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Performance of contractual duties under Swiss law and COVID-19 health crisis

With the current COVID-19 crisis, companies face multiple challenges on how to deal with the performance of their contractual duties. This article gives an overview of the rights and duties of such companies and advice on how they should deal with customers’ requests when the contract is governed by Swiss law. 

According to Swiss law, an obligation is deemed extinguished where its performance is made impossible by circumstances not attributable to the obligor. Only an impossibility that is final justifies the application of this rule. Impossibility is considered final when there is no prospect that the impediment will disappear. 

A temporary impediment may however be considered as final when it calls into question the achievement of the purpose of the contract and thus the impeded party cannot in good faith expect the other party to fulfil the agreement. 

This will be the case for instance when the performance of services only make sense before a certain date given that they were linked to a scheduled event. 

In case of impossibility considered as final, in bilateral contracts, the obligation is deemed extinguished and the obligor released by impossibility must return the consideration already received and loses his counterclaim to the extent it has not yet been satisfied. The party prevented to fulfil its contractual duties is protected by Swiss law but only if it demonstrates that the impediment results from circumstances not attributable to it. The obligor should be prepared to demonstrate that external circumstances related to the COVID-19 crisis caused the impediment. 

Apart from the cases where impossibility could be considered as final according to the above, in many occurrences the circumstances triggered by the COVID-19 crisis will be considered as a temporary impediment only. This can be the case for companies that have their delivery trucks blocked at a border or for companies which have a reduced production capacity because they have to implement the social distancing guidelines issued by governmental bodies in their factory. In the area of service providers, performance of services might be prevented by travel restrictions applying to staff planned to perform such services.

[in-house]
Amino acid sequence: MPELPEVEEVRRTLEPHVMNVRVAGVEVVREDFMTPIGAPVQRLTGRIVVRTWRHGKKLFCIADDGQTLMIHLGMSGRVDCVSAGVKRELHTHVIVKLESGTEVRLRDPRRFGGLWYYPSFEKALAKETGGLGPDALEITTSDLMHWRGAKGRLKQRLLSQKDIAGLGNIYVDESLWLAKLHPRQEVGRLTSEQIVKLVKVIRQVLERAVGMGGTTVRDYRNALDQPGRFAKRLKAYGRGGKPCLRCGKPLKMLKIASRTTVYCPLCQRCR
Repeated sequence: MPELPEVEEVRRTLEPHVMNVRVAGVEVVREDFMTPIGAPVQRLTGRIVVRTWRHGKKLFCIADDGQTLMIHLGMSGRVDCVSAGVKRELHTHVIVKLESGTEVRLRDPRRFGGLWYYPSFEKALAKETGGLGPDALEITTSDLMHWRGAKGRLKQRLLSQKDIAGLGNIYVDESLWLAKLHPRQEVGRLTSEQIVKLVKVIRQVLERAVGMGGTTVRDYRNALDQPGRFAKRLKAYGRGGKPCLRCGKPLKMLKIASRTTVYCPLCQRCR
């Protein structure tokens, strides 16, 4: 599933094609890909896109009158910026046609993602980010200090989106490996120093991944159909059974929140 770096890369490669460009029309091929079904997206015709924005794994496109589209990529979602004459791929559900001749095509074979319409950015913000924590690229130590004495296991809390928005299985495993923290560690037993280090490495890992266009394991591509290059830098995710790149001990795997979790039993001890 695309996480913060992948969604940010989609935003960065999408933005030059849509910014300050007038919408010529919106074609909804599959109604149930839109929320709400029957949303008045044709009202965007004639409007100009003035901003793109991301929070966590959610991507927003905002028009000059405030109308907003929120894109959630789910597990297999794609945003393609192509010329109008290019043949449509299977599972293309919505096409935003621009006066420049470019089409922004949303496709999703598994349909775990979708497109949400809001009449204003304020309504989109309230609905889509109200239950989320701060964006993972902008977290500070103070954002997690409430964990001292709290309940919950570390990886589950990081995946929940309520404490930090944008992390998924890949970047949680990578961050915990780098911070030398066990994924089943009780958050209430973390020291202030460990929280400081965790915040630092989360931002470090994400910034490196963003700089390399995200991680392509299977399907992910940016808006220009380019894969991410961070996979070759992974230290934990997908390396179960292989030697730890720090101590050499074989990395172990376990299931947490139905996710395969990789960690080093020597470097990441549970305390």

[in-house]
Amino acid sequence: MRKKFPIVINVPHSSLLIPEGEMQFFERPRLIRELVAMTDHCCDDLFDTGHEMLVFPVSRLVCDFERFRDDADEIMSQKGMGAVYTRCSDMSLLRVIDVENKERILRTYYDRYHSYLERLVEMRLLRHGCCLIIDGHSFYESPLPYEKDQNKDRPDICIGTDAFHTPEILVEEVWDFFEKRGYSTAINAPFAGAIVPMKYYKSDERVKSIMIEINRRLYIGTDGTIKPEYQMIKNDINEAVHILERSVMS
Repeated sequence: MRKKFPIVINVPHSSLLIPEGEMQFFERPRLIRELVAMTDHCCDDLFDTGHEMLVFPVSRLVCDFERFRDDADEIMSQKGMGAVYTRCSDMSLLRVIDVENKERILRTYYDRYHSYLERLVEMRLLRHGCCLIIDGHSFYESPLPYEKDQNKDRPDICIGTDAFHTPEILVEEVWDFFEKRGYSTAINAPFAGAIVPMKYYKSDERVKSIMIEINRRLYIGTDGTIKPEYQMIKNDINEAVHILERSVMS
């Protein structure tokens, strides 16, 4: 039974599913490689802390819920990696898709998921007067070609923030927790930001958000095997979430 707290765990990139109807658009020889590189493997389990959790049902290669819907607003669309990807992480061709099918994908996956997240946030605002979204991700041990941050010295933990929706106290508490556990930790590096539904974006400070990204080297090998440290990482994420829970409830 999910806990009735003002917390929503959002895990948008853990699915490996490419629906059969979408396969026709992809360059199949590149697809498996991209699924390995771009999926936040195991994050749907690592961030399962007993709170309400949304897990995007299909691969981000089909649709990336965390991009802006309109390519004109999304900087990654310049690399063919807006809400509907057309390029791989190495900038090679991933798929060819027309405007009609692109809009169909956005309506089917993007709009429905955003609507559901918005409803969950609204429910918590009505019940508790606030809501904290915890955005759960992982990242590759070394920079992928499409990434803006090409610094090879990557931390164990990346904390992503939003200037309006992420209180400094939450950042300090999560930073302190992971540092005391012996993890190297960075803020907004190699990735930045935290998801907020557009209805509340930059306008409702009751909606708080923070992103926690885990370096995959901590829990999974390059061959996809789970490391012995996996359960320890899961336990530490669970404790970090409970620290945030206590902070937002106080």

Where the impediment is temporary, the obligations of the impeded party will not be deemed extinguished. The counterparty can set a grace period to the supplier, which has to be appropriate. Upon receipt of the notification of such grace period, the supplier should check if it would be capable of meeting the set deadline. If it knows it will not in the circumstances it is facing, it has to react immediately and offer to perform within a deadline that it deems in turn appropriate. 

If the supplier does not perform its duty within the grace period, the counterparty has three options:

  1. continue to insist on performance and claim for damages due to the delay,
  2. waive performance and claim damages for non-performance or
  3. terminate the agreement.

It has however to be noted that the party prevented to perform will not be liable for damages if it can prove that it is not at fault. As the COVID-19 crisis could be a basis of proof that a party is not at fault, and hence it will not be in a position to successfully claim for damages, the counterparty should insist on performance rather than terminate the agreement except where, at the stage where it has to make such decision, the performance of the delivery or of the services is no longer useful for it. On their side, suppliers should be aware that they face termination of contracts by their counterparties even if their failure to perform is due to the COVID-19 crisis and they are not at fault. 

In any case, in order to avoid any problem of liability for damages, suppliers and services providers should document in what manner the health crisis prevents them to respect the delivery deadlines or perform their services. Such explanation should be as detailed as possible. A general reference to the COVID-19 crisis is not likely to be deemed sufficient to prove that they are not at fault. 

It might be that customers have put their requests for performance on hold and have not set any grace periods yet due to the health crisis. Suppliers and service providers should however be prepared for the time when the health crisis is declared to be over as it is likely that they will be flooded with short deadline requests for performance. Depending on the resources they expect to have available then, it might be worth already giving thoughts about the deliveries and services they will prioritize.

This article was written by Christophe Levet at Charles Russell Speechlys. For more information, please contact Christophe on +41 (0)22 591 18 56 or at christophe.levet@crsblaw.com.

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